The first day of the week, very early in the morning, they came unto the sepulcher, bringing the spices which they had prepared. Luke 24:1
Words: Translated to English from Greek (Τὸν πρὸ ἡλίου ἥλιν δύναντα ποτὲ ἐν τάφῳ) by William C. Dix in Lyra Messianica, edited by Orby Shipley (London: Longman, Green, Longman, Roberts & Green, 1864), pages 292–93.
If you know where to get a good photo of Smith (head-and-shoulders, at least 200×300 pixels), or a better one of Dix, would you ?
This is an Οῑκος, or short hymn, in honour of the holy women who brought spices to anoint the body of Jesus, and follows in the Greek Office for Easter Day, a κοντάκιον (another short hymn), by St. Romanus (q. v.), to whom, possibly because of this close association, it is sometimes ascribed.
It dates probably about 500, and is found inserted between Odes vi. and vii. of the Golden Canon of St. John of Damascene in the Pentecostarion.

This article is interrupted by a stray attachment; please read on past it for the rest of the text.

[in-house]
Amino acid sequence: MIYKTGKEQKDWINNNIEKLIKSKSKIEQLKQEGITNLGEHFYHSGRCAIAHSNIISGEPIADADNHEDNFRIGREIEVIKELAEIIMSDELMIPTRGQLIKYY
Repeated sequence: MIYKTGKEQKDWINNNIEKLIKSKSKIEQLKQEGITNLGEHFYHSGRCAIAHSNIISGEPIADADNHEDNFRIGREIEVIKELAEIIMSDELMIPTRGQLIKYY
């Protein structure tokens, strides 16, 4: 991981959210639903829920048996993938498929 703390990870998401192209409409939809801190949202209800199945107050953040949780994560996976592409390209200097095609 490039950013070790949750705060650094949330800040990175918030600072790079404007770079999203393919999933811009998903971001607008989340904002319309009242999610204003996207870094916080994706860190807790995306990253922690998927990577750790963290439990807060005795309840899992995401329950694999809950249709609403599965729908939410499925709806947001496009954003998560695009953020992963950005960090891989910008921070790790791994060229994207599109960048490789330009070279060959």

Julian, p. 1182
As those who seek the break of day
Full early in the morning,
The women came where Jesus lay,
Who late had borne the scorning.
Sweet ointment in their hands they brought,
And ere the sun had risen,
The Sun of Righteousness they sought,
Now set within death’s prison.
And thus they cried—the body here,
Let us give new anointing;
The quickening flesh, the body dear,
Which by divine appointing
From this dark sepulcher shall rise,
And Adam’s race deliver,
And lift the fallen to the skies
To reign in bliss for ever.
And like the Magi, hasten we
To Him with love adoring;
Sweet spices, too, our gifts shall be,
And we must weep, imploring
That He, in swaddling clothes no more,
But in fine linen lying,
Would grant the fallen when life is o’er,
The gift of life undying.